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China Asks Didi To Delist From U.S. On Data Security Fears

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The Chinese tech watchdog wants Didi Global management to remove the company from the U.S. stock exchange over fears of sensitive data being leaked, the report said, citing people familiar with the matter.


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Proposals under consideration include direct privatization or float of shares in Hong Kong

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Chinese regulators have asked senior executives at ride-sharing giant Didi Global Inc to work out a plan to delist from the New York Stock Exchange over data security concerns, Bloomberg News reported. The Chinese tech watchdog wants management to remove the company from the U.S. stock exchange over fears of sensitive data being leaked, the report said, citing people familiar with the matter. Neither Didi nor the Cyberspace Administration of China responded to Reuters requests for comment. Shares of investors Didi SoftBank Group Corp and Tencent Holdings fell more than 5% and 3.1%, respectively, as a result of the report.

The proposals under consideration include a direct privatization or a float of shares in Hong Kong followed by a delisting of the United States, according to the report. If privatization continues, shareholders will likely be offered at least the initial public offering price of $ 14 per share, as a lower bid so soon after the June IPO could lead to lawsuits or resistance. of shareholders, according to the report, citing sources. As of Wednesday’s close, Didi’s shares have fallen 42% to $ 8.11 since its IPO in June.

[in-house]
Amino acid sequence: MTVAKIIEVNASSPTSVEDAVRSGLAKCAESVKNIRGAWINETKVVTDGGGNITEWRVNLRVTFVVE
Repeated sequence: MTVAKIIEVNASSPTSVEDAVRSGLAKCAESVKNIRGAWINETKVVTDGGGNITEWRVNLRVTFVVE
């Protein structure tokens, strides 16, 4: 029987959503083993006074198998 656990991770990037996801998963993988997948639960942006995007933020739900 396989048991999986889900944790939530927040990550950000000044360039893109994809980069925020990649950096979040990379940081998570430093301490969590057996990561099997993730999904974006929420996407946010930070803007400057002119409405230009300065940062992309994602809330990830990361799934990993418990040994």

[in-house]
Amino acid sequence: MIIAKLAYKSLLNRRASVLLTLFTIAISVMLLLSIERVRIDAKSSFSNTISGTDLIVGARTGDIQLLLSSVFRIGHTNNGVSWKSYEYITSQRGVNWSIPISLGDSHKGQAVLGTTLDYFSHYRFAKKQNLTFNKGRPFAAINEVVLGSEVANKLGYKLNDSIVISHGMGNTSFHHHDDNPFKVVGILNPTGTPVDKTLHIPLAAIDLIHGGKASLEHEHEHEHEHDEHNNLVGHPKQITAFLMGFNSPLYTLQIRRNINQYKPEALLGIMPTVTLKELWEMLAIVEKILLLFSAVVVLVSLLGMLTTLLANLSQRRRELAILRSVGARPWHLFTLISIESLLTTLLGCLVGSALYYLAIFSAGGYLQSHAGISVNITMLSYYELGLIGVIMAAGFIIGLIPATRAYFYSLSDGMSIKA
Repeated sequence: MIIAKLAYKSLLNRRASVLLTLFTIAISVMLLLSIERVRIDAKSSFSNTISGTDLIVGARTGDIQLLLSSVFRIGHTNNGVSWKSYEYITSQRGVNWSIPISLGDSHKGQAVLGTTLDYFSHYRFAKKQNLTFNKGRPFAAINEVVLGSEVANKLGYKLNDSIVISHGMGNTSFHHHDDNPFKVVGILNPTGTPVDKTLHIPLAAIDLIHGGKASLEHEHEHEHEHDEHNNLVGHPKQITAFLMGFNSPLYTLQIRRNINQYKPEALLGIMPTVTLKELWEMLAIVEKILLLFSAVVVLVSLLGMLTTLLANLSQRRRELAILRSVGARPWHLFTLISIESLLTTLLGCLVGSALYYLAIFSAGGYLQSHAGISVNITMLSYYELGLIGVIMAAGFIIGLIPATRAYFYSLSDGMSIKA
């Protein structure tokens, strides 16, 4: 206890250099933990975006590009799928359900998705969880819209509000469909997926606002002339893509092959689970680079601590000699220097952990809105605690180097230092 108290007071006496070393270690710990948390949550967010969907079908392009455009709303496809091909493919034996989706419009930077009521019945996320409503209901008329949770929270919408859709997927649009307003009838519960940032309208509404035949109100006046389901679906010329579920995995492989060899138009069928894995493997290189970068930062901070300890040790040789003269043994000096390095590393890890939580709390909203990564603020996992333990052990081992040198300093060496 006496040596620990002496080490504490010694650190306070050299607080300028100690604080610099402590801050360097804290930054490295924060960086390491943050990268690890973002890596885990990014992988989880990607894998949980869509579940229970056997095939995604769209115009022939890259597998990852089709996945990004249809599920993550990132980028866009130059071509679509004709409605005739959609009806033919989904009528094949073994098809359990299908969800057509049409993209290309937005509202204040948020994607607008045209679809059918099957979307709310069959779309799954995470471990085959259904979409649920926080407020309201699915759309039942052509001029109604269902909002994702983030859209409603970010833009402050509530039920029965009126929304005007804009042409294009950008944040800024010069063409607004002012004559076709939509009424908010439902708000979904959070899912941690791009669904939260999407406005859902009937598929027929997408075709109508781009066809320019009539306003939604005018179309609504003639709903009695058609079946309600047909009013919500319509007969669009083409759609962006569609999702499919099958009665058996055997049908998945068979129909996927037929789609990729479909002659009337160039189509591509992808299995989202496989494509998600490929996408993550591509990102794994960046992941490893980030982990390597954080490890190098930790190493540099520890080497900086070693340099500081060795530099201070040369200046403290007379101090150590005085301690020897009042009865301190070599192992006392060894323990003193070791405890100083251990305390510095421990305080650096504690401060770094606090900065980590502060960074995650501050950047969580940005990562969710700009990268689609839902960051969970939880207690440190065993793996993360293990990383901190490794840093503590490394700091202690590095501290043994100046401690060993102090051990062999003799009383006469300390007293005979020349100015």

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SoftBank Vision Fund owns 21.5% of Didi, followed by Uber Technologies Inc with 12.8% and Tencent 6.8%, according to a file filed in June by Didi.

The company clashed with Chinese authorities when it continued listing in New York, despite the regulator urging it to suspend it while a cybersecurity review of its data practices was being conducted. sources told Reuters. Shortly thereafter, the CAC launched an investigation into Didi for his collection and use of personal data. He said the data was collected illegally and ordered app stores to remove 25 mobile apps operated by Didi.

Didi responded at the time by saying that he had stopped registering new users and would make changes to comply with rules on national security and the use of personal data and protect user rights. Chinese tech giants come under state scrutiny over anti-monopoly behavior and handling of their vast consumer data, as government tries to curb their dominance after years of growth unimpeded. SoftBank Vision Fund owns 21.5% of Didi, followed by Uber Technologies Inc with 12.8% and Tencent 6.8%, according to a file filed in June by Didi.

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